— An an online “service of reflection and recommitment” for national staff at 3 p.m. ET. Also led by Love, its speakers will include the Rev. Bernice Powell Jackson, past executive minister of UCC Justice and Witness Ministries, and the Rev. Trayce Potter, minister of youth and young adult engagement. Attendees can click here at the worship start time. The meeting ID and passcode are in the image below.
Things that ‘cannot co-exist’
The turmoil of recent days gives this year’s holiday a special poignancy and relevance, some UCC leaders say.
One of them, the Rev. Benjamin F. Chavis Jr., keynoted Arizona’s annual “Living the Dream” celebration Jan. 15. He led the UCC Commission for Racial Justice in the 1990s, and, as a young man, had worked with King. In 1962, at age 14, Chavis joined King’s Southern Christian Leadership Conference as statewide youth coordinator in North Carolina.
“I remember that King’s sermons were calls to action based on our faith in the oneness of God’s creation,” Chavis said. That, he said, means resisting today’s “resurgent manifestations of white supremacist violence and hatred.”
“King’s theological imperative was to stand up to oppose racism and hatred that cannot coexist with the ‘Beloved Community,'” Chavis said. “The love of God through Jesus Christ requires all in the community of faith to be active and to engage in building and expanding the Beloved Community for all of God’s people and creation.”
Freedom books for kids
Despite the pandemic, churches and organizations are finding ways to mark the holiday with that kind of active faith.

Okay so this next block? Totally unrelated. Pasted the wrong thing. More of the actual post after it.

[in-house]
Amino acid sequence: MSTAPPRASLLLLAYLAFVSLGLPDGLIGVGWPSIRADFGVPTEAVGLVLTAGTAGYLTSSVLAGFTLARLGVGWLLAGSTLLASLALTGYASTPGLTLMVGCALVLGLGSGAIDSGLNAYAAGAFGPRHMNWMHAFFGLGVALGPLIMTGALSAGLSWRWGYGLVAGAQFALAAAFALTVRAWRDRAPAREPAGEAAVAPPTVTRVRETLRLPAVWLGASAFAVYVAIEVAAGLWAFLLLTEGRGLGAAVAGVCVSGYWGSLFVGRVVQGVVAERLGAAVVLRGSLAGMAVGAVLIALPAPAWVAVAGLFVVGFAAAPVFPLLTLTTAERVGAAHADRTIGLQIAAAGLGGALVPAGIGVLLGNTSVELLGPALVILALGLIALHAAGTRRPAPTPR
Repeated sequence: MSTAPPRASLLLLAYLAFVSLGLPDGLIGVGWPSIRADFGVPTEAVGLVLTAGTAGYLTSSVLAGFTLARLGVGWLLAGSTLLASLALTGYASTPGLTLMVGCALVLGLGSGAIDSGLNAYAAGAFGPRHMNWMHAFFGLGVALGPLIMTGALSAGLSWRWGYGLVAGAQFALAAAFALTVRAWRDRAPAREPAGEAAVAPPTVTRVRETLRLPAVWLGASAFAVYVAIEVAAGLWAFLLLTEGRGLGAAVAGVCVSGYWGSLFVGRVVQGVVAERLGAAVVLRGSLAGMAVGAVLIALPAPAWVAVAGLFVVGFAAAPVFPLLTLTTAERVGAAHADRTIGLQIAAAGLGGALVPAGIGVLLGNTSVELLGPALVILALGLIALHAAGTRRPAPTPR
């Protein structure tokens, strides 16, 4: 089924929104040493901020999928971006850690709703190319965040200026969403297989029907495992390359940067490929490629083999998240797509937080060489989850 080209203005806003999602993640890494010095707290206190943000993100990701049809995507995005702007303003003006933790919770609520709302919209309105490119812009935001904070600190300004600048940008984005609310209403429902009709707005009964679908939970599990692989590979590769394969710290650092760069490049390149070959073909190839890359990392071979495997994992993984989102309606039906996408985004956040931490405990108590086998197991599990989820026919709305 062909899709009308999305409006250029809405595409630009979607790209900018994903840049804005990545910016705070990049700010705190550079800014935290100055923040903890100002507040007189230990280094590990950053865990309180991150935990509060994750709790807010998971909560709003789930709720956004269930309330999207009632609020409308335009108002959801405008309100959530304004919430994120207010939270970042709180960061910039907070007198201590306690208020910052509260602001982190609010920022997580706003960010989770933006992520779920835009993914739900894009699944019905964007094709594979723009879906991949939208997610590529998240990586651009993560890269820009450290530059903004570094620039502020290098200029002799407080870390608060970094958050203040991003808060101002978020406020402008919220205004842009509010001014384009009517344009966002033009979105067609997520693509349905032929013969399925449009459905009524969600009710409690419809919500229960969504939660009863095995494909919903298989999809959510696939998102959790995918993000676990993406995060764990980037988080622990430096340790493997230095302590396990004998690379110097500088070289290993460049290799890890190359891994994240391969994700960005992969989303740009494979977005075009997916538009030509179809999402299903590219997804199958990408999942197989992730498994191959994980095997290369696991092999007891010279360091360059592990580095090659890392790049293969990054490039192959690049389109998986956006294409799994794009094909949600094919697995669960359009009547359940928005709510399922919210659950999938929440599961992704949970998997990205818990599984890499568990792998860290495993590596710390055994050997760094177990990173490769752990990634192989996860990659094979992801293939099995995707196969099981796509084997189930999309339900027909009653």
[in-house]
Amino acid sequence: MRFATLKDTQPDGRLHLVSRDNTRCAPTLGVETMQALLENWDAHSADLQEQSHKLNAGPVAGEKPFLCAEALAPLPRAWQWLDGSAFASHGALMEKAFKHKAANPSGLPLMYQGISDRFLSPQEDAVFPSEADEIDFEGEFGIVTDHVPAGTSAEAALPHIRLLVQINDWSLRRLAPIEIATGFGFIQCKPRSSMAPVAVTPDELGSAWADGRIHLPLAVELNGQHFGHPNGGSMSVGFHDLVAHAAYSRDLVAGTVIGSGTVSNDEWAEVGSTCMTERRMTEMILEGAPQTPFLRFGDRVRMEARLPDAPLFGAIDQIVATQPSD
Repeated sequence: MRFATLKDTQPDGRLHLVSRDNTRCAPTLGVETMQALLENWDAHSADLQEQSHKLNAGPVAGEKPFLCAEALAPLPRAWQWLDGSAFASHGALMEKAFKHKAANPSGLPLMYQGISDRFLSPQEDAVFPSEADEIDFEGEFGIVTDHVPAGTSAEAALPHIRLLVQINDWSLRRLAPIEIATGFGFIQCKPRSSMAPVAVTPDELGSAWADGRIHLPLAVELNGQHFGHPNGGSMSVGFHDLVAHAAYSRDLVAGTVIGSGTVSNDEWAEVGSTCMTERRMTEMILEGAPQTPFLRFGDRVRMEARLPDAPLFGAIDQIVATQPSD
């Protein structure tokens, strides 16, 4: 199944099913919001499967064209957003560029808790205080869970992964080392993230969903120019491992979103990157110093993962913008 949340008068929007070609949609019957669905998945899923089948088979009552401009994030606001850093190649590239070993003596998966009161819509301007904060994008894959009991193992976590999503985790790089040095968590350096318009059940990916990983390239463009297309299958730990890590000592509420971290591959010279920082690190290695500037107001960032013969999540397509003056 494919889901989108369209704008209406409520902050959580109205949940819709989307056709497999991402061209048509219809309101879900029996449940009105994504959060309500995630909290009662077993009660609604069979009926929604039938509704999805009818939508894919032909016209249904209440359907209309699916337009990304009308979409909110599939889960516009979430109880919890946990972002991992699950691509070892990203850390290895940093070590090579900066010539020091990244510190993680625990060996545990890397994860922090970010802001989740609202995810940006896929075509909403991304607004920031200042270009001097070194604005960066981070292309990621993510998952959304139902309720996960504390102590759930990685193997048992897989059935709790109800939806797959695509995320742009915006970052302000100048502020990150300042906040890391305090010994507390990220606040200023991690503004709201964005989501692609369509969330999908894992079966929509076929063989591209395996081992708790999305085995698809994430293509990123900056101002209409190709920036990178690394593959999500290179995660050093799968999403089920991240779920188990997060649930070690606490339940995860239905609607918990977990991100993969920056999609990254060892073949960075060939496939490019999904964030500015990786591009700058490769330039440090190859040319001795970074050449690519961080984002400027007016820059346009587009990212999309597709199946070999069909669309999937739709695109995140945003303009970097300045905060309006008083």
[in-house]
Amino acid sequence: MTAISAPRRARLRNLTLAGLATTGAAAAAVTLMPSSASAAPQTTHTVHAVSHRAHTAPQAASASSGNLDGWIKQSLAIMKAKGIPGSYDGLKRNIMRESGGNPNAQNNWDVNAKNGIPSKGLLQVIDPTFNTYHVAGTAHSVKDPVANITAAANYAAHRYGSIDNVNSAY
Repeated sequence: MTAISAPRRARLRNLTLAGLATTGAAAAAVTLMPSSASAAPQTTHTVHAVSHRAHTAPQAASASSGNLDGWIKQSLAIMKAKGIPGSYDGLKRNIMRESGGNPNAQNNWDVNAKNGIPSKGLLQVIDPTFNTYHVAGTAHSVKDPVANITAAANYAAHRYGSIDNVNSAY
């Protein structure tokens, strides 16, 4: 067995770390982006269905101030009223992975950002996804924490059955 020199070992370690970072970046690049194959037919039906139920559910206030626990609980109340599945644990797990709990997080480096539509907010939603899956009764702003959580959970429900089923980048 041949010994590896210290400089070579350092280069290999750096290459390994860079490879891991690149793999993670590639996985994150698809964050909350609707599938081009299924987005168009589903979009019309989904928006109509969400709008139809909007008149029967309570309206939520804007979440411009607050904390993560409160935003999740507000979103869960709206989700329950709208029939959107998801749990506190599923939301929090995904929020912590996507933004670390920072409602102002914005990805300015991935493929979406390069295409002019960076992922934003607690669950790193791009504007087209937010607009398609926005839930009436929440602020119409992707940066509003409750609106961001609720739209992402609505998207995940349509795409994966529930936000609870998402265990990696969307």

In Massachusetts. a UCC-related mission agency is putting books in the hands of young students. And not just any books.
The Worcester Area Mission Society, together with the local United Way, is using GoFundMe to raise money for the project. The drive seeks “new books focused on social justice, freedom and diversity,” according to its online invitation. It said their content should “celebrate the history and strength of Black, Indigenous and People of Color.” Students, kindergarten through 5th grade, will receive the books through the Worcester Remote Learning Hub Collaborative.
Executive Director Karen Luddington said she feels the drive connects well with King’s legacy. “The two things I remember most about Dr. King are his courage and his eloquence,” she said. “If he were here today, he would use them both to oppose the systemic racism that becomes clearer and clearer across our country every day and to stand up for our democracy.
“Dr. King would build new bridges and march across old ones, and he would have the strength and kindness to wear a mask all the while. We need leaders today to make the kind of ‘good trouble,’ as Congressman John Lewis put it, that Dr. King did.”